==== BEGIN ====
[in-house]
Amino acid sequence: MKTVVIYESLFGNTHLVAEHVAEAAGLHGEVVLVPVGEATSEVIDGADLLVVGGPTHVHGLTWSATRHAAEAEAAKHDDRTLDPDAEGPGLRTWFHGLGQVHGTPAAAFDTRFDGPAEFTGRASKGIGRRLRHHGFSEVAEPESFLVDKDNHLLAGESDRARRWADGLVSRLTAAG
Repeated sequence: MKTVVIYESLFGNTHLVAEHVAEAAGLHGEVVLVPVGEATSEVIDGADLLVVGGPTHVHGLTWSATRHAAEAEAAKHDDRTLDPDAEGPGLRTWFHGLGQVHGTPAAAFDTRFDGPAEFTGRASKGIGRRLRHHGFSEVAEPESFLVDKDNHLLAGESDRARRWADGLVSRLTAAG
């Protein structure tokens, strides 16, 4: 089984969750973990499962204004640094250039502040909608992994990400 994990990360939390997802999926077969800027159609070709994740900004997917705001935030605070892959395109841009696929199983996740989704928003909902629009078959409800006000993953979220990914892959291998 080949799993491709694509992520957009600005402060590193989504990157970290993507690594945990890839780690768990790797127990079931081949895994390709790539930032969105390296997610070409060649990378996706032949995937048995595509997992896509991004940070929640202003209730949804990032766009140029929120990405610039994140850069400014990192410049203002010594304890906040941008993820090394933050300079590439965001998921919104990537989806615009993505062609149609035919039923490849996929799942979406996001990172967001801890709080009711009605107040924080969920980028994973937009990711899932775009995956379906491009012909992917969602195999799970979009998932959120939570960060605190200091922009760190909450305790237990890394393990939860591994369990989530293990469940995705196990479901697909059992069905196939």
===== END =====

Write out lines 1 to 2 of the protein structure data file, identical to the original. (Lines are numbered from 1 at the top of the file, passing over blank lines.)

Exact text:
[in-house]
Amino acid sequence: MKTVVIYESLFGNTHLVAEHVAEAAGLHGEVVLVPVGEATSEVIDGADLLVVGGPTHVHGLTWSATRHAAEAEAAKHDDRTLDPDAEGPGLRTWFHGLGQVHGTPAAAFDTRFDGPAEFTGRASKGIGRRLRHHGFSEVAEPESFLVDKDNHLLAGESDRARRWADGLVSRLTAAG